Iran’s government in recent days has tried to cut off Internet access for most of its election protesters by shutting down routers at the nation’s perimeters, ripping satellite dishes off roofs, cutting cables and turning off telephone switching networks.
Iran, in effect, has declared cyberwar on itself. And it doesn’t appear to be winning the fight because of the resilience of a communications grid originally designed to be both resilient and pervasive. In fact, its actions may also be crippling banking systems and hindering commerce in what is a technologically advanced nation. Cutting off Internet access affects more than Web sites or Twitter and Facebook. Credit card and ATM systems could be affected, as could critical infrastructures.
In Canada, anti-Internet censorship researchers are asking Ottawa to thwart cyber spying.
One cybersecurity expert, Stephen Spoonamore, a partner at Global Strategic Partners LLC in Washington, pointed out that at about the same time Iran was trying shut down phone and switching systems this weekend — a response to the huge crowds of citizens upset by what they see as a stolen presidential election — electric power was lost in Tehran. Other reports indicate that some government are “contracting out” cyber-attacks to criminal networks.
Was the power loss an intentional — or a side effect? Spoonamore think it’s the latter.
He said that once the Iranians began turning off switches to the nation’s phone networks, IP-enabled pieces of its electric grid didn’t get commands they expected. When you lose switching, “you end up with systems going down that you didn’t expect to go down,” he said.
What Iran is trying to do is a lot harder than running a cyberwar. In a war like Russia’s attack on Georgia last year, the attacker can be indiscriminate and see any unanticipated results as a boon. But Iran is trying to “selectively eliminate connectivity,” said Spoonamore — something the Internet itself was designed and built to thwart.
Twitter users and bloggers, combined with infrequent media reports, have all detailed efforts by Iran to hinder communications in the apparent hopes of quashing protests. And while Iran can censor or block access to the domains it doesn’t like, the Internet provides a way around selective blocking.
The most popular method for bypassing censorship is through the use of proxy servers, servers that sit between the point of origin and ultimate destination, which is often enough a service that has been blocked the government. The user connects to the proxy service and is rerouted and disguised.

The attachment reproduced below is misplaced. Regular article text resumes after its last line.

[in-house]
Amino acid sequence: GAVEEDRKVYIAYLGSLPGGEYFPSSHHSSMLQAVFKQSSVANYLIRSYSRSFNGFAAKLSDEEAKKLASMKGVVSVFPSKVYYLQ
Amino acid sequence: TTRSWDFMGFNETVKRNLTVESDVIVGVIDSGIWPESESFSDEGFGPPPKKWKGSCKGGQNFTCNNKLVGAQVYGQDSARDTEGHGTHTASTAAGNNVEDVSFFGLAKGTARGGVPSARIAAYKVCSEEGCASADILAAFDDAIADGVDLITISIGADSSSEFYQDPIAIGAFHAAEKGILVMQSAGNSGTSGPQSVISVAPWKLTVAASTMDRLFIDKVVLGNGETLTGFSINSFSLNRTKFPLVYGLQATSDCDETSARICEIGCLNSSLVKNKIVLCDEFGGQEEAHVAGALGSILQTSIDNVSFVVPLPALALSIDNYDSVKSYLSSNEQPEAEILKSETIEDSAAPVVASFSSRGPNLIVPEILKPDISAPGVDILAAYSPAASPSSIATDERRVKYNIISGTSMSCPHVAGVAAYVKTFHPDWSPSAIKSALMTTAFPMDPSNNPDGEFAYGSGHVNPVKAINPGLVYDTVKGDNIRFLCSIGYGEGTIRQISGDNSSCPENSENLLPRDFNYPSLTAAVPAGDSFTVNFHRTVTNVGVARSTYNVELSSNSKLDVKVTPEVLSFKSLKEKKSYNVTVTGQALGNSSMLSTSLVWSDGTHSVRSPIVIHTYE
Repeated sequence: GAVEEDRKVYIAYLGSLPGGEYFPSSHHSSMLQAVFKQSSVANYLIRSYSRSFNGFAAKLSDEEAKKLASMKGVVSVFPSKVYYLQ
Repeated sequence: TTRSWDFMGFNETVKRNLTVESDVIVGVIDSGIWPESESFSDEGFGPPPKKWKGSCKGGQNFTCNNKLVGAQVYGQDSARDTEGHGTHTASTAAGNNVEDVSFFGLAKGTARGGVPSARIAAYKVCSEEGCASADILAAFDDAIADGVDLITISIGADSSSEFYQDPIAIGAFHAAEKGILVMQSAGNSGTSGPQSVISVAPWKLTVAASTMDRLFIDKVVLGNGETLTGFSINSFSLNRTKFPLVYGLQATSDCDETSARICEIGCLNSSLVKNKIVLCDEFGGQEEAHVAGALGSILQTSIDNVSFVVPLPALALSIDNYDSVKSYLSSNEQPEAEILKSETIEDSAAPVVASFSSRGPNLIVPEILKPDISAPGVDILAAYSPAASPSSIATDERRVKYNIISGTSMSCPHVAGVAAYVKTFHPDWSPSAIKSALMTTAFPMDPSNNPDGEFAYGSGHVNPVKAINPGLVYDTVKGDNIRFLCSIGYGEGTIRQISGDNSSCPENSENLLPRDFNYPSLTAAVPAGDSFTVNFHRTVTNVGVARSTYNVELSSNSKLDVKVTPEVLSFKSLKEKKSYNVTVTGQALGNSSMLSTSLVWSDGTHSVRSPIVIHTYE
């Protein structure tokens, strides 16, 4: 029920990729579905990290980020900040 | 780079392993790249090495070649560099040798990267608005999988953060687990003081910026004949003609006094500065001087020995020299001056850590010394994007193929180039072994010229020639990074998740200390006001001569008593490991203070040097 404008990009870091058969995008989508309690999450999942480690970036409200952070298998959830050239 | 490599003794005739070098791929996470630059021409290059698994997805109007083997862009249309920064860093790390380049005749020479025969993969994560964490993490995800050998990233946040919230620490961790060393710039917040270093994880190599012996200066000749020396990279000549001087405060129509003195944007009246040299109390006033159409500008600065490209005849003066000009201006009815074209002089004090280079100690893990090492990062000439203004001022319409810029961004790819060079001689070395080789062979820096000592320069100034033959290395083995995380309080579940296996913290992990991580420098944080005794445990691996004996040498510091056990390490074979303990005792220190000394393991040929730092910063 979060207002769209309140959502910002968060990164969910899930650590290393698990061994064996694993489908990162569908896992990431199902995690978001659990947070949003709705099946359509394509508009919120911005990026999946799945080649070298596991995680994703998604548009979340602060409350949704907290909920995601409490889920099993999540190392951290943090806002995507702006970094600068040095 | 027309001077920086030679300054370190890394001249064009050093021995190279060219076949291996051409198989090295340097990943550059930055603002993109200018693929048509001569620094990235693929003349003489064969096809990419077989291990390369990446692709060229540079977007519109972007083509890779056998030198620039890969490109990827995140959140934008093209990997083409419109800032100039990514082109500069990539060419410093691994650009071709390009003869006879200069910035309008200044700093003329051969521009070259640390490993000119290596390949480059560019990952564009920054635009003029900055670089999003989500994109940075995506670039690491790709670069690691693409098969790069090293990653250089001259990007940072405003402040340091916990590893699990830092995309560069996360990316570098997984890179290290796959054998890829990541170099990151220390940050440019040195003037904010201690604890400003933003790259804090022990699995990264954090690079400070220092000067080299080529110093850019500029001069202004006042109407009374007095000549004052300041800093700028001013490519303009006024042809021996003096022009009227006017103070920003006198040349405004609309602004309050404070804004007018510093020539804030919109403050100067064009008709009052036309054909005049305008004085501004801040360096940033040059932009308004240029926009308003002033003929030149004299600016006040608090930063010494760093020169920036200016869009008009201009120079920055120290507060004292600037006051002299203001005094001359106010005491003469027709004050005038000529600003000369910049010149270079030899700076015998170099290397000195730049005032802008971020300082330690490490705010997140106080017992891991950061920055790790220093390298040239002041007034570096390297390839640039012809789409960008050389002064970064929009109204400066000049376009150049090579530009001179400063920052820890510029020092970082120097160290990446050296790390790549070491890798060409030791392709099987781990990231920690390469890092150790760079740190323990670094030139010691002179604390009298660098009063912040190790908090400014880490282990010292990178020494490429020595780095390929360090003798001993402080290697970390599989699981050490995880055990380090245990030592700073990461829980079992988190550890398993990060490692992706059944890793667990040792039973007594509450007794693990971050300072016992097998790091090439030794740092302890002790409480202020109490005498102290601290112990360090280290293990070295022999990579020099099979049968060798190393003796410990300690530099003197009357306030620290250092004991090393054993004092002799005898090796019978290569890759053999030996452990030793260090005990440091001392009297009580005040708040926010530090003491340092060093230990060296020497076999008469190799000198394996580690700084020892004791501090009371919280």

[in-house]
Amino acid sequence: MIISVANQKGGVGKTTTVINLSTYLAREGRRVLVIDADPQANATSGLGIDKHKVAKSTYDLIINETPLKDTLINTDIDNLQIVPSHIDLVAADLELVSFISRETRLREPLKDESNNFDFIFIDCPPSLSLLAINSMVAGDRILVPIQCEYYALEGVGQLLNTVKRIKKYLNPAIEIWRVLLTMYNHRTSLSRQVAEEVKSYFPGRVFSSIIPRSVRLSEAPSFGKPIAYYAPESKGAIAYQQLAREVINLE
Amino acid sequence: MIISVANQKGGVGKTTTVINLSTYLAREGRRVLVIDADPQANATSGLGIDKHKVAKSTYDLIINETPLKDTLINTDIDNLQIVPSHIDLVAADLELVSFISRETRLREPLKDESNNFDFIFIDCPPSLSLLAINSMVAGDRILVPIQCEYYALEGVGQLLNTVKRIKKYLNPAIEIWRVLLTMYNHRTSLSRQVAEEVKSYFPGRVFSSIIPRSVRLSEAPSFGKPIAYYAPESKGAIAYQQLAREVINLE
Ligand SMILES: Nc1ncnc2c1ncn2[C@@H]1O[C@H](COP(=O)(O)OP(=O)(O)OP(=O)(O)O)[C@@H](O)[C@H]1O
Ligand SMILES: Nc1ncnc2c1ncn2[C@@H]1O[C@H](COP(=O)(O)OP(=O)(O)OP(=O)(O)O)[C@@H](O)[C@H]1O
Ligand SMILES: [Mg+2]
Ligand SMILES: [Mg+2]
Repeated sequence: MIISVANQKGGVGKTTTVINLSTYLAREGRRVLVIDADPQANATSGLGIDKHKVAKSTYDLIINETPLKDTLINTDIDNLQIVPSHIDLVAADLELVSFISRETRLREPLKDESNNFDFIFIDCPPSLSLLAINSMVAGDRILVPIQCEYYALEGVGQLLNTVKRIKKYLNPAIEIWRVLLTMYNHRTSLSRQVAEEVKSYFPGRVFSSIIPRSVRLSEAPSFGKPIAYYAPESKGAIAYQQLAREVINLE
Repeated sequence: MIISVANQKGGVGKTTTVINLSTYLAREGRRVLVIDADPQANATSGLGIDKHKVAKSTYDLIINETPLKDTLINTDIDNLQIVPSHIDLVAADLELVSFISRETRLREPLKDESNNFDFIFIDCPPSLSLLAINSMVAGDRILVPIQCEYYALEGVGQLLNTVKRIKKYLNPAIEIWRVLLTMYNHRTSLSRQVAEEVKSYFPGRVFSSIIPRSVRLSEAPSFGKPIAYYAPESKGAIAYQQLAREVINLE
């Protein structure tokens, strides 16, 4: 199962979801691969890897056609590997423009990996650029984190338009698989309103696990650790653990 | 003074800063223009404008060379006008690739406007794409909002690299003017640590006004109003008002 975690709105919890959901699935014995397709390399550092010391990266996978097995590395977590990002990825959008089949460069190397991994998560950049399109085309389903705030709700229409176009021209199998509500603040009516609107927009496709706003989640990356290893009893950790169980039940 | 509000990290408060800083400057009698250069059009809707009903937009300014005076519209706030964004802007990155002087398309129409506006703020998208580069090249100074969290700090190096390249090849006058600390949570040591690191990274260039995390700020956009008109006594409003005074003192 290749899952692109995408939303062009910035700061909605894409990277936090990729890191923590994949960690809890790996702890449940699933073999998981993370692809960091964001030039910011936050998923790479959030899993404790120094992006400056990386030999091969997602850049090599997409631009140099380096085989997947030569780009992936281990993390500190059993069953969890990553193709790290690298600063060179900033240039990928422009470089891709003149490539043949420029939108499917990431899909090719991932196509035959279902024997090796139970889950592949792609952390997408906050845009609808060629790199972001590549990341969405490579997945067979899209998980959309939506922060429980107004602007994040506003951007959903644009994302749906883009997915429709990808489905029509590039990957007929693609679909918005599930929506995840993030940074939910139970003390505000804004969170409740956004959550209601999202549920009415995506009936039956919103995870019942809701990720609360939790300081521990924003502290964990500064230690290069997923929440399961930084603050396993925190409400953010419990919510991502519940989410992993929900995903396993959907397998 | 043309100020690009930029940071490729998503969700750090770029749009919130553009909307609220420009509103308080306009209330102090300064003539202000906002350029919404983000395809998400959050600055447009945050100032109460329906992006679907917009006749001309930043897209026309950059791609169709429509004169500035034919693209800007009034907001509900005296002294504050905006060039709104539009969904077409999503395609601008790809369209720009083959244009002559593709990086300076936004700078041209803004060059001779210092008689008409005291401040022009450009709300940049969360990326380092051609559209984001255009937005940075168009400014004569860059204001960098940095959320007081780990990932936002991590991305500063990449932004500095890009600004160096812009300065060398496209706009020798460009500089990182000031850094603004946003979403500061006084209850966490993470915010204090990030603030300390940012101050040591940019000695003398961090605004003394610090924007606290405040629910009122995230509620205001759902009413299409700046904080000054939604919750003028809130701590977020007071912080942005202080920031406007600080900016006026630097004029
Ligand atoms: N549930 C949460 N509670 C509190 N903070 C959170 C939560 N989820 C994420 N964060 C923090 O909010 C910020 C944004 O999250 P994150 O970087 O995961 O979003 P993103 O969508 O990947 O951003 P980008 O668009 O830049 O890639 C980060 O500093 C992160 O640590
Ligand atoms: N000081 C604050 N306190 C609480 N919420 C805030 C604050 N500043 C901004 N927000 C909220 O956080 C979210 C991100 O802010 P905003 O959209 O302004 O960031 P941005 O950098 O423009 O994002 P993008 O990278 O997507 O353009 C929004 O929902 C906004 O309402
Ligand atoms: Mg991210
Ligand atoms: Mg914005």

Some users, particularly those worried about government repercussions, seek more sophisticated methods of protection. If you are an activist in Iran “you care very much that no one can figure out where your IP address is,” said Andrew Lewman, executive director of the Dedham, Mass.-based nonprofit group, Tor Project Inc.
Tor is one of number of groups that have devised methods for circumventing government censorship. It has software and services that link users to volunteer node providers that route traffic through three separate network hops to defeat traffic analysis, which used to try to deduce who you are dealing with from the source and destination of IP traffic. Its services are agnostic: it can be used by police, bad guys, journalists and activists — anyone.
Kunal Johar, a former U.S. Department of Defense computer scientist who now runs a security firm in Washington, vOfficeware Inc., said governments will find proxy services and block IP addresses in a never ending game of cat-and-mouse.
Johar believes this is now happening in Iran. Even so, information continues to seep out online. “It has allowed people to get their voice. It’s important to note that the only people we are hearing from are the people who only know how to use the Internet.”
“The fact that we even have a movement like this going on in Iran can be credited to the Internet,” said Johar.